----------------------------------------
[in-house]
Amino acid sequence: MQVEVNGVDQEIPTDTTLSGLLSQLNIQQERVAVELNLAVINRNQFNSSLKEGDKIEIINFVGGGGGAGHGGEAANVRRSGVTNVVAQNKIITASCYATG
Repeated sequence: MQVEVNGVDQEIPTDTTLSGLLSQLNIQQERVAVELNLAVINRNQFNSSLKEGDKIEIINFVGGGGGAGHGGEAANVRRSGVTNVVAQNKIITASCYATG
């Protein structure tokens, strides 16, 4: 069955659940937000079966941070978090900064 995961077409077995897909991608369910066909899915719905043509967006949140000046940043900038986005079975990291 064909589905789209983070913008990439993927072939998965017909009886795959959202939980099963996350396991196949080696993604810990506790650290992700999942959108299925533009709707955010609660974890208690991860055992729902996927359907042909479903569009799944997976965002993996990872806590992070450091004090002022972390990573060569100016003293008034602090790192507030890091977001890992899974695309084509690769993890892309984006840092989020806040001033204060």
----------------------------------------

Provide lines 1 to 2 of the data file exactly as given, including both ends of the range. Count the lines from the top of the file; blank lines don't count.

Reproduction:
[in-house]
Amino acid sequence: MQVEVNGVDQEIPTDTTLSGLLSQLNIQQERVAVELNLAVINRNQFNSSLKEGDKIEIINFVGGGGGAGHGGEAANVRRSGVTNVVAQNKIITASCYATG